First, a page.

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Grizzlies on the Move South

Many hunters choose the Grey’s River region of Wyoming for their mule deer and elk pursuits for any number of good reasons. Region-G is home to some of the largest mule deer on the planet Earth and the massive public lands in this region are free of designated Wilderness and grizzly bears making the area even more appealing to masses of nonresident hunters. 

While the area still remains free and clear of designated Wilderness area the absence of grizzly bears may have just vacated the equation. As of late May, a grizzly bear was spotted and verified by a local and Wyoming Game and Fish officials near the town of Kemmerer nearly 200 miles to the South of Yellowstone Park. Photo evidence of the bear was further confirmed with tracks and hair samples to put the verified sighting into the books once and for all as the most Southern grizzly bear sighting in over 50-years. 

With a saturated habitat and ever-growing bear population, the grizzly bears have been left with little choice but to drastically expand their range deeper and deeper into the less prime habitats of parts of Wyoming, Idaho, and Montana. Wyoming in particular has seen some bears in some very non-traditional areas. Last year, a bear was trapped near the town of Byron, Wyoming nearly 120 miles East of Yellowstone National Park. Add to that this most recent sighting and grizzly bears now can be confirmed to inhabit nearly one-third of the entire state of Wyoming. 

Although the grizzly bear continues to be a true conservation success story for the Rocky Mountain region, the circumstances surrounding this expansion can be somewhat troublesome for the Wyoming Game and Fish and US Fish and Wildlife agencies as they work hard to struggle with a balance between bears and bear conflicts in these newly formed habitats for the bears. 

There’s no doubt, that warmer, lower climates, and less lucrative food sources will push the bears into trouble with local stock growers, landowners, and recreationists. 

As for the deer hunters in Region-G, while there is certainly little to worry about with this sighting, hunting and camping could change in the future as more grizzly bears are seen in the area and begin to take hold as a viable population. Camping and backpacking in the Grey’s River could be a different endeavor if Wyoming’s Game and Fish and the Forest Service implement a be “Bear Aware” strategy for regulation in the area. A rule set, that those of us from the Cody and Jackson areas are beyond familiar with. For those locals in the Afton and Star Valley areas, we can honestly now say, “there goes the neighborhood.”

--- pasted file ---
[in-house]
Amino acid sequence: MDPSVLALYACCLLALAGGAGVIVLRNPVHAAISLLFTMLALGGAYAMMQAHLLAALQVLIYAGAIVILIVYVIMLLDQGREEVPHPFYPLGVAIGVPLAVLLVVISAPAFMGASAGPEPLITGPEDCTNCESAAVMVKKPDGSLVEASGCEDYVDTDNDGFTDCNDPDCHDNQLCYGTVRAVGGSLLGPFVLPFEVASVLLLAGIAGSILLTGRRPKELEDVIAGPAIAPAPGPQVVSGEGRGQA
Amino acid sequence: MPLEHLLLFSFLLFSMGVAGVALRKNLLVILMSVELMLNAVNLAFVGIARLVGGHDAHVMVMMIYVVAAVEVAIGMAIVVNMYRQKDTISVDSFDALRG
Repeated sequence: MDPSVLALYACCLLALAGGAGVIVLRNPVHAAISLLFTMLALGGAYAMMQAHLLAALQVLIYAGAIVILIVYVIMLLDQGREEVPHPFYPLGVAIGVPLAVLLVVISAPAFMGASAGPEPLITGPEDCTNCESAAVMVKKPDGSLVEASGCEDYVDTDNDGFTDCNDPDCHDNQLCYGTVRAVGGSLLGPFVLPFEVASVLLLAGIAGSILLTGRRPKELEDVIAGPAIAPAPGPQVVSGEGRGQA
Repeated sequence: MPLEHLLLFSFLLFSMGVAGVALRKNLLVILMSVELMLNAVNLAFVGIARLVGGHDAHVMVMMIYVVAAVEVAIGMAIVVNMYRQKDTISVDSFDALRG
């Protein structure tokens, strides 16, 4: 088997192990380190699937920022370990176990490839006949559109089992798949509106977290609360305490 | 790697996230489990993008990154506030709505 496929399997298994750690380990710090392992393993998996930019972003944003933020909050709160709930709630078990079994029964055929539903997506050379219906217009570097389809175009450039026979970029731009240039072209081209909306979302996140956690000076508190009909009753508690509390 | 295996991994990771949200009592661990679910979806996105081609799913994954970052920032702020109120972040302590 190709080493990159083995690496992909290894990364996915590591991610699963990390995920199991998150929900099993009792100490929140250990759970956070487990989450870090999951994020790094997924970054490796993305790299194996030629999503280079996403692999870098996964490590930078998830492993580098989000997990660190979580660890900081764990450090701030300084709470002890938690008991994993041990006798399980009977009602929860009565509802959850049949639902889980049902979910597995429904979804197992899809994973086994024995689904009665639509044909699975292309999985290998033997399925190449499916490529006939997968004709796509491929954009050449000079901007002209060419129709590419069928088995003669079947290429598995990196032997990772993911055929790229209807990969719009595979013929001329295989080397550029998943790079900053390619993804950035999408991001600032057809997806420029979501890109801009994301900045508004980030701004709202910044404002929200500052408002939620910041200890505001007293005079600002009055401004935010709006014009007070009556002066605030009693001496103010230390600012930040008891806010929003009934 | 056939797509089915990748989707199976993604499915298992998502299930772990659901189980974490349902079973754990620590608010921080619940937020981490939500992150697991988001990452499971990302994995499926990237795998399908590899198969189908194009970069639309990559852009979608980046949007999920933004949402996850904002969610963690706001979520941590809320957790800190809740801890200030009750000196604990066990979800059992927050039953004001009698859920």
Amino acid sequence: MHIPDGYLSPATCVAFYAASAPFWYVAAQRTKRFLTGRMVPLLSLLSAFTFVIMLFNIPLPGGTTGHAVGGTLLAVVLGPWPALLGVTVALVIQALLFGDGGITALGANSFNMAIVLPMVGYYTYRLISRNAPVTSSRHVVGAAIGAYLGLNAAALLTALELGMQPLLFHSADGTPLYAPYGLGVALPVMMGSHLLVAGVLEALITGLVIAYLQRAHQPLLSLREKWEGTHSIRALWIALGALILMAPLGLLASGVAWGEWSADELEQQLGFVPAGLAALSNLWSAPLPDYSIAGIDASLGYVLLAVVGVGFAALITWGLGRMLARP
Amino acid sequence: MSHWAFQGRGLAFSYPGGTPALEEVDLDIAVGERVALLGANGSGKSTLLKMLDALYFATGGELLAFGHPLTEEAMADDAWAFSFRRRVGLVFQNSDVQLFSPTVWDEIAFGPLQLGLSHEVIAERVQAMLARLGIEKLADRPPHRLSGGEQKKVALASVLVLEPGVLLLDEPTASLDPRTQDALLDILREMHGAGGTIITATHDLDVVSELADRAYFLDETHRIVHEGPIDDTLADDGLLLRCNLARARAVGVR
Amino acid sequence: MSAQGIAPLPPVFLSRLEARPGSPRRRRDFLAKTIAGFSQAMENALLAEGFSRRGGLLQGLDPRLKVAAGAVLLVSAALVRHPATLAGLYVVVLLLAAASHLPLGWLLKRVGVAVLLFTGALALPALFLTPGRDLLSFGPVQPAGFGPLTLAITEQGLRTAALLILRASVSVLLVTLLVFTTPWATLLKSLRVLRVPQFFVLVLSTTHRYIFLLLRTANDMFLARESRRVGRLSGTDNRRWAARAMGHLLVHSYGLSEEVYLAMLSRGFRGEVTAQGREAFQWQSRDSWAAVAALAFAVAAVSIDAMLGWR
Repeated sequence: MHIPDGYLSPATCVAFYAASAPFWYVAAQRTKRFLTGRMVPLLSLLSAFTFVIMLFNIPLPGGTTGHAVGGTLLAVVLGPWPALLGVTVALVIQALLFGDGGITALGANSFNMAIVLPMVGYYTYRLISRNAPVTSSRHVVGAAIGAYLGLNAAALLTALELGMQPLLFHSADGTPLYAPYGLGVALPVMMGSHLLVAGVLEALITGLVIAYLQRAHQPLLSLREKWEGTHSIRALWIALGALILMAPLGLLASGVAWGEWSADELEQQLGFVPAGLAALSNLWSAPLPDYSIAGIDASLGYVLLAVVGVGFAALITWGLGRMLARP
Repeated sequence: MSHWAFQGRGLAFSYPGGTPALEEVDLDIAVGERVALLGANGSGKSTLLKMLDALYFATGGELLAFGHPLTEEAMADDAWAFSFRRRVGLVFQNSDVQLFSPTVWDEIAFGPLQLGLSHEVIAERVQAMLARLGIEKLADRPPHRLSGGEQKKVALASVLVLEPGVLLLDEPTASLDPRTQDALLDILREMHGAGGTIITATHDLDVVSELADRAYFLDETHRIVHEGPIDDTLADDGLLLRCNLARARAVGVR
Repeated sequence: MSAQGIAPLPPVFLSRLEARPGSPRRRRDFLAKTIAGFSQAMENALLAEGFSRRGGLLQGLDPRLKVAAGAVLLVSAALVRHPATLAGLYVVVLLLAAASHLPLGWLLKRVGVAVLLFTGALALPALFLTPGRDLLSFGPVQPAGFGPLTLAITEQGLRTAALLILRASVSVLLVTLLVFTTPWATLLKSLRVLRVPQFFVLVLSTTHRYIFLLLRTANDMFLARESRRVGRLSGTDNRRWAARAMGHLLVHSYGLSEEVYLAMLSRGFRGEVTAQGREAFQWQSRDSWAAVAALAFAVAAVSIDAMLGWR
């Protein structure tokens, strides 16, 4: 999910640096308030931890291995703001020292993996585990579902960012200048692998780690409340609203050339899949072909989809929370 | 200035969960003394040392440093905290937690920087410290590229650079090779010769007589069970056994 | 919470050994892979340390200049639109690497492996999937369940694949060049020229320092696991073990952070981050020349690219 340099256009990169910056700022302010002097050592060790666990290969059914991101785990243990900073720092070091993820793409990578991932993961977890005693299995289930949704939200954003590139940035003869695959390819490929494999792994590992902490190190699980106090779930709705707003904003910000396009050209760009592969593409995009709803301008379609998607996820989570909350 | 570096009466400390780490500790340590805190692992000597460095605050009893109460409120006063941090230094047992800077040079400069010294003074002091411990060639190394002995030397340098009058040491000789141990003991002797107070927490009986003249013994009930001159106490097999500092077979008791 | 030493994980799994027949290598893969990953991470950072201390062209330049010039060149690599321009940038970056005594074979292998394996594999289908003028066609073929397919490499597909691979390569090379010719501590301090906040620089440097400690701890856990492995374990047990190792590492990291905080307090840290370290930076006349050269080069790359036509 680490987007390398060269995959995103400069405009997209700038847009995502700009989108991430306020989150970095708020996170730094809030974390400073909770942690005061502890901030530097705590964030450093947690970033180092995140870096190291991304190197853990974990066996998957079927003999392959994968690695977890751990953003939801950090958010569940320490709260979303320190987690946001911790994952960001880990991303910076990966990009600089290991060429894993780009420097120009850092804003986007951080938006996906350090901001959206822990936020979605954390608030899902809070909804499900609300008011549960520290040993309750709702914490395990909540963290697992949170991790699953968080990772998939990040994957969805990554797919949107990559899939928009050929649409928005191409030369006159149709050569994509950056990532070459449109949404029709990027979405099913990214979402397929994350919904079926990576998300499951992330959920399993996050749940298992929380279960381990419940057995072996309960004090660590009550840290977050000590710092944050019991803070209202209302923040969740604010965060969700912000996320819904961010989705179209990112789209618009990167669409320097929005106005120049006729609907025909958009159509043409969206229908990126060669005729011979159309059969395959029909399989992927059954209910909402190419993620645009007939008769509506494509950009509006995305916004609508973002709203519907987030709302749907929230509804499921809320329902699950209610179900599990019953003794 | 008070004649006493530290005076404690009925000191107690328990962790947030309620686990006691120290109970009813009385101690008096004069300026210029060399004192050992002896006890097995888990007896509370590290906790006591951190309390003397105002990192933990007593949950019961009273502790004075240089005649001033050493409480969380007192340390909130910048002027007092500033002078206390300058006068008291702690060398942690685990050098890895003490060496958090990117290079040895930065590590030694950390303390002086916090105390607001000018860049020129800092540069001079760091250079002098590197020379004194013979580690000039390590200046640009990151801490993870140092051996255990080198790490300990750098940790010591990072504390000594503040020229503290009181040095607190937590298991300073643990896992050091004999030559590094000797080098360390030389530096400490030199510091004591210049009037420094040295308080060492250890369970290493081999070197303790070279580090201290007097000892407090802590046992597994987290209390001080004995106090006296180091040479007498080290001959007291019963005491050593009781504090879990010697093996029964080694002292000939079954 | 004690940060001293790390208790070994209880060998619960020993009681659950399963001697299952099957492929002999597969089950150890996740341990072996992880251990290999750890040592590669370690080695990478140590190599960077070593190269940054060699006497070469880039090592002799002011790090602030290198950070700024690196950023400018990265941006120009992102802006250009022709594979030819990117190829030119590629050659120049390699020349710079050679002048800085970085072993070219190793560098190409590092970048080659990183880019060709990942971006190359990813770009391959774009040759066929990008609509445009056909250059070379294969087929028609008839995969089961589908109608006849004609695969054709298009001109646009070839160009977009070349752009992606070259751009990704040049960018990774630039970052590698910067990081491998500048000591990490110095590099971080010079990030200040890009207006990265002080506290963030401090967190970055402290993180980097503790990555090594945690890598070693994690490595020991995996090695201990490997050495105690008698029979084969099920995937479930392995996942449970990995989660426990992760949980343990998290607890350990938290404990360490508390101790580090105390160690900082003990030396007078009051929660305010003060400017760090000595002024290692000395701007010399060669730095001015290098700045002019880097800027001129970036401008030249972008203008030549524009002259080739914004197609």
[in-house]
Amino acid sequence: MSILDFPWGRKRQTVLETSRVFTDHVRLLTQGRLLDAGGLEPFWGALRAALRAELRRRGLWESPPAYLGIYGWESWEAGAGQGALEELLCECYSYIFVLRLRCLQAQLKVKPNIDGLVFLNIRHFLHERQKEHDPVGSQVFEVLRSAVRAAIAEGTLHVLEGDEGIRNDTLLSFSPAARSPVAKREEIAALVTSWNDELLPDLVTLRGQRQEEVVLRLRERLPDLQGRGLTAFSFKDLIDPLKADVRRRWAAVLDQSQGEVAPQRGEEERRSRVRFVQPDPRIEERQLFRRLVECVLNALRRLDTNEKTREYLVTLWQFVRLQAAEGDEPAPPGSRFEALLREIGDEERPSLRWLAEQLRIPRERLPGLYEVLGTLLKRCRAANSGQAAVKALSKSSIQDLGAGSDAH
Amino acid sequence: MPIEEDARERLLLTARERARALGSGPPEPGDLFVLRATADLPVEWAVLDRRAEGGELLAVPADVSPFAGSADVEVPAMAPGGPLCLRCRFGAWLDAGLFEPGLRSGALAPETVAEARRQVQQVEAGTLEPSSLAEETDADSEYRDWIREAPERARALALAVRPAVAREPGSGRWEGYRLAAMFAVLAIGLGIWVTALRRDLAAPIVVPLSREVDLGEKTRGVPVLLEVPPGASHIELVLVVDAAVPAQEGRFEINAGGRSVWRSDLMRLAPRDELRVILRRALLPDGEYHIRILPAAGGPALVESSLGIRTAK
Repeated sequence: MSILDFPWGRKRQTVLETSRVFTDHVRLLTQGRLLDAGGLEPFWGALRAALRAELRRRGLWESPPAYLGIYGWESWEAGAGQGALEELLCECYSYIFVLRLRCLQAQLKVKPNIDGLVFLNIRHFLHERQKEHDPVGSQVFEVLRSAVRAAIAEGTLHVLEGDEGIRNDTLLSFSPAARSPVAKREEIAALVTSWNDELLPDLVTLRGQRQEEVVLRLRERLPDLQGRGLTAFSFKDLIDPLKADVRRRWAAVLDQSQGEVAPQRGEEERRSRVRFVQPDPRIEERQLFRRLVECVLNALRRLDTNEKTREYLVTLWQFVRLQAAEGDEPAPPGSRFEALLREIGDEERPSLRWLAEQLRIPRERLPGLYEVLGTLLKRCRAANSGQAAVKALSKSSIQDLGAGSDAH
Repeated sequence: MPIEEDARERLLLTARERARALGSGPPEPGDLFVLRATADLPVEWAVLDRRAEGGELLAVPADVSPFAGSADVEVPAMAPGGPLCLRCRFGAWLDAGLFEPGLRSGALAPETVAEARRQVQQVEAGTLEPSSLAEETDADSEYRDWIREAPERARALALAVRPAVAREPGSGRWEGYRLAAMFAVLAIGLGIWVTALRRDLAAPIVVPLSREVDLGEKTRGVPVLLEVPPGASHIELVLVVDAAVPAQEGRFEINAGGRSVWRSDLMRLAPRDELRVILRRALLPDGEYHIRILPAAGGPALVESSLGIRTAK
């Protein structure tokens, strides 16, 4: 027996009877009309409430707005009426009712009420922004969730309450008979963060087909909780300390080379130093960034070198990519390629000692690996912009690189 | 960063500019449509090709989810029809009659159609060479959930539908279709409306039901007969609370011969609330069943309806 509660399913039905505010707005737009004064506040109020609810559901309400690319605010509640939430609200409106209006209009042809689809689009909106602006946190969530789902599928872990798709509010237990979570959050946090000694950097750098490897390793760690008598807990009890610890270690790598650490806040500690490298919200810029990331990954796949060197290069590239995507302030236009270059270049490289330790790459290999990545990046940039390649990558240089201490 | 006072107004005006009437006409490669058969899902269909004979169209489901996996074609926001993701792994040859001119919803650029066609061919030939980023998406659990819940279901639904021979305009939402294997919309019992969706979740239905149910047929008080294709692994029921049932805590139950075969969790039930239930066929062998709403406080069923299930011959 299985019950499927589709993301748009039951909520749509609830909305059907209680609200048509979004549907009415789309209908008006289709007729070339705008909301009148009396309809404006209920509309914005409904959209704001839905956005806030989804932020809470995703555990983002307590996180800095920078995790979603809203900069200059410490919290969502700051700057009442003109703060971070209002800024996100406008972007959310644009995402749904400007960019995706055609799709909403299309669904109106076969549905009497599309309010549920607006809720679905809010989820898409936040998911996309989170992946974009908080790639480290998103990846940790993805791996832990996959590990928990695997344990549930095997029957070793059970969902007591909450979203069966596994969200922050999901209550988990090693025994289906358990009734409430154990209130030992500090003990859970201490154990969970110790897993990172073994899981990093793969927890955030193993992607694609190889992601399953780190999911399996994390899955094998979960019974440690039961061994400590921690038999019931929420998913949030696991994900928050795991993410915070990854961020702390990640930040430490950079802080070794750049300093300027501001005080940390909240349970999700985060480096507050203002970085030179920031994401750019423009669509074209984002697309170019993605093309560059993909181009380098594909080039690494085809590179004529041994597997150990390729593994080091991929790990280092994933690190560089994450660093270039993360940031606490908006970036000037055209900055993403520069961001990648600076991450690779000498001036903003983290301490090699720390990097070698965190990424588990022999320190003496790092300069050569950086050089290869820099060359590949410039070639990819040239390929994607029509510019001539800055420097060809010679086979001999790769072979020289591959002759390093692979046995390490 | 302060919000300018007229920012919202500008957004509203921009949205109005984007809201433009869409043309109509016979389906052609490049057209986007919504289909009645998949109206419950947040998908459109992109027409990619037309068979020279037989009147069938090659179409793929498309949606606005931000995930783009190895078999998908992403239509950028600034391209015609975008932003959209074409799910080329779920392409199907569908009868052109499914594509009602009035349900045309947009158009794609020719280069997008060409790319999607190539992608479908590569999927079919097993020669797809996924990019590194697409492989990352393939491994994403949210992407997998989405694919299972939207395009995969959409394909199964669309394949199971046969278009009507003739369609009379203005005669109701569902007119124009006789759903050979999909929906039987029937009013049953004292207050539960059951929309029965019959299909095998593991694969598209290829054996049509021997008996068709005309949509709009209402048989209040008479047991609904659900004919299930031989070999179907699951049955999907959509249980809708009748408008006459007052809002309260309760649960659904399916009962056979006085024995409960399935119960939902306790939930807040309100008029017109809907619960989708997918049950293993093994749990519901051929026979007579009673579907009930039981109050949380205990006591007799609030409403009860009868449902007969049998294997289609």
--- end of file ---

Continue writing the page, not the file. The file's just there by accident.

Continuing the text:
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About Guy Eastman, Editor-In-Chief

Guy Eastman, Editor-In-Chief
Following in the footsteps of his father, Guy has taken up the reins and is now at the helm of the Eastmans’ Hunting Journal and the Eastmans’ Bowhunting Journal. A fine hunter in his own right, Guy has taken several trophy animals and has become an expert in trophy hunting as well.

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One comment

  1. There is no rational basis for the hand-wringing surrounding the exponential rise in apex predators, the inevitable conflicts, and the pernicious impact(s) on ecosystem balance. One might reasonably conclude the grizzly/lion/wolf trilemma will define wildlife management agencies moving forward. With the past as prologue, politicization exacerbates already increased lag-times from delimiting the subject and subsequent science-based policy prescriptions. 

    Administrative agencies enjoy vast amounts of discretion;. exercised in a timely fashion would stem the tide of destruction and stay ahead of the legal wrangling curve that typically ends in bad outcomes for wildlife. However, the amplitude in the swing of the pendulum of partiality in highly politicized environments has now ‘polluted the stream’ of scientific management. From here- ‘on the outside and below’- it’s clear  this trilemma will ultimately define hunting into the future.

    ‘Bear in mind’ our detractors will never let a crisis go to waste…

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